Heat shock factor 5 is essential for spermatogenesis in mice: Detected by a new monoclonal antibody

Document Type : Original Article


1 Department of Cell and Molecular Biology, School of Biological Sciences, Kharazmi University, Tehran, Iran

2 Department of Medical Genetics, School of Medicine, Tehran University of Medical Sciences, Tehran, Iran

3 Department of Medical Biotechnology, School of Advanced Technologies in Medicine, Tehran University of Medical Sciences, Tehran, Iran


Objective(s): Here, we examined the function of our produced monoclonal antibody (mAb10C3) to recognize one of the most important members of the HEAT shock factor family, Hsf5, in embryonic development and in spermatogenic cells of adult mouse testis.
Materials and Methods: The targeting effects of mAb10C3 were investigated by immunohistochemistry analysis in the different phases of the embryo and in the adult testis tissue sections.
Results: The results of immunohistochemistry staining on the mouse embryos by the supernatant of hybridoma clone that produced mAb10C3, in the early and late phases (E7.5 and E14.5) of embryonic development, indicated that mAb10C3 could only detect Hsf5 in E7.5 and it did not have any targeting activity in the late phase of development. Therefore, we showed that the hsf5 gene has expressed in early mouse embryonic development. On the other hand, mAb10C3 could detect Hsf5 in spermatogonia and spermatocytes of adult testis in comparison with a known anti-Hsf5 antibody (ab98939) and an anti-PCNA antibody as a marker of spermatogonia cells.
Conclusion: Taken together, these data indicated that generated anti-testis mAb10C3 was generated against anti-testis proteins, specifically to target Hsf5, and can be useful as a scientific tool to investigate the critical genes in the development and spermatogenesis.


1.Naidu SD, Dinkova‐Kostova AT. Regulation of the mammalian heat shock factor 1. FEBS J 2017; 284:1606-1627.
2.Fung PC, Kong RK. The heat shock protein story-from taking mTORC1, 2 and heat shock protein inhibitors as therapeutic measures for treating cancers to development of cancer vaccines. Journal of Cancer Ther 2017; 8:962-1029.
3.Sarge KD. Male germ cell-specific alteration in temperature set point of the cellular stress response. J Biol Chem 1995; 270:18745-18748.
4.Abane R and Mezger V. Roles of heat shock factors in gametogenesis and development. FEBS J 2010; 277:4150-4172.
5.Gomez-Pastor R, Burchfiel ET, Thiele DJ. Regulation of heat shock transcription factors and their roles in physiology and disease. Nat Rev Mol Cell Biol 2018; 19:4.
6.Saju JM, Hossain MS, Liew WC, Pradhan A, Thevasagayam NM, Tan LSE, et al. Heat shock factor 5 is essential for Spermatogenesis in Zebrafish. Cell Rep 2018; 25:3252-3261.
7.Sikes RS, Gannon WL. Guidelines of the American Society of mammologists  for the use of wild mammals in research. J Mammal 2011; 92:235-253.
8.Vanage G, Lu YA, Tam JP, Koide SS. Infertility induced in rats by immunization with synthetic peptide segments of a sperm protein. Biochem Biophys Res Commun 1992; 183:538-543.
9.Sakakibara K, Sato KI, Iwasaki T, Kitamura K, Fukami Y. Generation of an antibody specific to Xenopus fertilized eggs by subtractive immunization. Genes Cells 2005; 10:345-356.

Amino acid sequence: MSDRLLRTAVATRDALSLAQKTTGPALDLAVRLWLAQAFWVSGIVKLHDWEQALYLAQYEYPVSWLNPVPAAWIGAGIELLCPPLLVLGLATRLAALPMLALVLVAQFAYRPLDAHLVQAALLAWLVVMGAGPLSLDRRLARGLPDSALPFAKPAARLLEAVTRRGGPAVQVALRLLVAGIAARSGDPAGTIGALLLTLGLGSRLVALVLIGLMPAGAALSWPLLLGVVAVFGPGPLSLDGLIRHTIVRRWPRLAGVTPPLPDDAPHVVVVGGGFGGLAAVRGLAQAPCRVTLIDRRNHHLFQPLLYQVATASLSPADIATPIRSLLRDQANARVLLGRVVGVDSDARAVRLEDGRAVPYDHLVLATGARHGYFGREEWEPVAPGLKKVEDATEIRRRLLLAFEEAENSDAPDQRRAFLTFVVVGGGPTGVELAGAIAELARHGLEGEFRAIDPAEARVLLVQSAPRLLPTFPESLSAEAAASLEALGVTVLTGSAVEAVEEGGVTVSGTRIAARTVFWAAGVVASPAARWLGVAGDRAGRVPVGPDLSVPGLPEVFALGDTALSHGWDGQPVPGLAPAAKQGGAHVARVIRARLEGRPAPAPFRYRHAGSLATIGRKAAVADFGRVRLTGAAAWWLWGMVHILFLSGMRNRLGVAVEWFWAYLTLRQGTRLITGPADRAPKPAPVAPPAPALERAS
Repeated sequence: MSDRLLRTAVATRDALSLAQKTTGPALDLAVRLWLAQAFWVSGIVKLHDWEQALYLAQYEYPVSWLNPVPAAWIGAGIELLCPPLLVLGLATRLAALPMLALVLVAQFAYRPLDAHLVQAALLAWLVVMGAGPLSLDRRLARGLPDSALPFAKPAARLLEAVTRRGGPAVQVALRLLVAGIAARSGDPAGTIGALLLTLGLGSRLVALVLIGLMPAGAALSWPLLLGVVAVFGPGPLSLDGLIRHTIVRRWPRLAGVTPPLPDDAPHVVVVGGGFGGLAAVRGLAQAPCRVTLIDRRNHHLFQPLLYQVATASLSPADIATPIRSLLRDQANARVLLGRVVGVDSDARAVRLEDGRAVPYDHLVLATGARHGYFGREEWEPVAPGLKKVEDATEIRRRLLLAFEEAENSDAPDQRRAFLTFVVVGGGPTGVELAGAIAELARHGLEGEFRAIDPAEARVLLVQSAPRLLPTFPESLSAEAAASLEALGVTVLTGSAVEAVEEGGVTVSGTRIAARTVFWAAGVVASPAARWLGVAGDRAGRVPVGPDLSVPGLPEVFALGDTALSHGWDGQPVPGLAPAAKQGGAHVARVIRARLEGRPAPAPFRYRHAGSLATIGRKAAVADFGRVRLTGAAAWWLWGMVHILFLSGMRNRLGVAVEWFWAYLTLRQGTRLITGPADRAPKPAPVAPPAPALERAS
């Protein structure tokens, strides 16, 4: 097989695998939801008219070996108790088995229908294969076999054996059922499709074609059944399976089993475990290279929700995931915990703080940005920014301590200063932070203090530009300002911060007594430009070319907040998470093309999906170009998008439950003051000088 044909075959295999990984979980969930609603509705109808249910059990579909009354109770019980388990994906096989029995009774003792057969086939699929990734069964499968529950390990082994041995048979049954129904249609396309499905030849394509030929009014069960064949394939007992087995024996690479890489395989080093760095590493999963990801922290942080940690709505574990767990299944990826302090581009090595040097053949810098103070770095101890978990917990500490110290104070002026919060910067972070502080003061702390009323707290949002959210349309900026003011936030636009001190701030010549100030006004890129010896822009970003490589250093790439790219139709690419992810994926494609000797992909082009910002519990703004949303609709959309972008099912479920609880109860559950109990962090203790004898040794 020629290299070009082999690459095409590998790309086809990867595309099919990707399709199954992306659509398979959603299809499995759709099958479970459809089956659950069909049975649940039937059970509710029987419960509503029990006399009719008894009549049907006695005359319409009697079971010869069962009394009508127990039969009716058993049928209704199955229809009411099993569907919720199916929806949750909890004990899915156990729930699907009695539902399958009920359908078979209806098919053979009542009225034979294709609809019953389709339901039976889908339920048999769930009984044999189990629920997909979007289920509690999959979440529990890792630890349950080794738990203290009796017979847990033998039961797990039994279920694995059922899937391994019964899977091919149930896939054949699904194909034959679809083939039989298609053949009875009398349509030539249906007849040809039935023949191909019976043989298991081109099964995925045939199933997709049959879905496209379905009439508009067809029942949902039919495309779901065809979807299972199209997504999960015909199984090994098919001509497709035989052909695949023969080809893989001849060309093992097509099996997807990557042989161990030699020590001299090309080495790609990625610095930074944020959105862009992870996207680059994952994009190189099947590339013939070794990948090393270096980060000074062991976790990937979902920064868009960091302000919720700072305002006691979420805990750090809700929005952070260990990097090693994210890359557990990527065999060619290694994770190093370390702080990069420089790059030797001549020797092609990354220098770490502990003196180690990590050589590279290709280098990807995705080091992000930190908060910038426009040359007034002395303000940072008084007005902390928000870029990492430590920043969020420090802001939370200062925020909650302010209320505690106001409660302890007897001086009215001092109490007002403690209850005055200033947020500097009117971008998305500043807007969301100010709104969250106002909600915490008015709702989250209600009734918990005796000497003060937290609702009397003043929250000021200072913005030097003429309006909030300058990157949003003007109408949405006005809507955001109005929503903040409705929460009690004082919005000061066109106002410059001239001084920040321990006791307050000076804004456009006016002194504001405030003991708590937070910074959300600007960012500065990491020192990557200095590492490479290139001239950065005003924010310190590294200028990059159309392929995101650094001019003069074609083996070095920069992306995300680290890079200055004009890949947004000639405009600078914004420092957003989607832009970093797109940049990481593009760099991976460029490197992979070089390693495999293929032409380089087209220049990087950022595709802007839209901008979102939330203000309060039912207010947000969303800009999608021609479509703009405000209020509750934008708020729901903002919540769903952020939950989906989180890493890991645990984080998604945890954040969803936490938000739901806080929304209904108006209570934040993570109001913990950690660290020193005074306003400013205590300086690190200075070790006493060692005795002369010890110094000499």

10.Hemati A, Azarnia M, Modarressi MM, Rahimi A. Obtaining and characterization of anti-testis monoclonal antibodies: Invaluable tools toward the identification of testis antigens involved in fertilization. Hum antibodies 2018; 26: 209-218.
11.Ditzel H, Erb K, Borup-Christensen P, Nielsen B, Jensenius JC. Evaluation of procedures for the fixation and processing of human tissue for immunohistochemical analysis of human monoclonal antibodies. Hum Antibodies 1991; 2:135-141.
12.Jassim A, Festenstein H. Immunological and morphological characterisation of nucleated cells other than sperm in semen of oligospermic donors. J Reprod Immunol 1987; 11: 77-89.
13.Eggers S, Ohnesorg T, Sinclair A. Genetic regulation of mammalian gonad development. "Nat. Rev. Endocrinol. 2014; 10:673.
14.Wilhelm D, Palmer S, Koopman P. Sex determination and gonadal development in mammals. Physiol Rev 2007; 87:1-28.
15.Biason-Lauber A. Control of sex development. Best Pract Res Clin Endocrinol Metab 2010; 24:163-186.
16.Leal MC, Cardoso ER, No´ brega RH, Batlouni SR, Bogerd J, Franc LR, et al. Histological and stereological evaluation of zebrafish (Danio rerio) spermatogenesis with an emphasis on spermatogonial generations. Biol Reprod 2009; 81:177-187.
17.Chowdhury AK and Steinberger E. Early changes in the germinal epithelium of rat testes following exposure to heat. J Reprod Fert 1970; 22: 205-212.
18.Mieusset R and Bujan, L. Testicular heating and its possible contributions to male infertility: a review. Int J Androl 1995; 18:169-184.
19.Fujimoto M and Nakai A. The heat shock factor family and adaptation to proteotoxic stress. FEBS J 2010; 277:4112-4125.
20.Bjo ̈rk JK and Sistonen L. Regulation of the members of the mammalian heat shock factor family. FEBS J 2010; 277:4126-4139.
21.Yamamoto N, Takemori Y, Sakurai M, Sugiyama K, Sakurai H. Differential recognition of heat shock elements by members of the heat shock transcription factor family. FEBS J 2009; 276: 1962-1974.
22.Morimoto RI. Regulation of the heat shock transcriptional response: cross talk between a family of heat shock factors, molecular chaperones and negative regulators. Genes Dev 1998; 12: 3788-3796.
23.Park CJ and Seo YS. Heat shock proteins: A review of the molecular chaperones for plant immunity. Plant Pathol J 2015; 31:323-333.
24.MacPhee DJ. The Role of Heat Shock Proteins in Reproductive System Development and Function. Springer; 2017.
25.Jarvis S, Elliott DJ, Morgan D, Winston R, Readhead C. Molecular markers for the assessment of postnatal male germ cell development in the mouse. Fertil Steril 2004; 82:S6.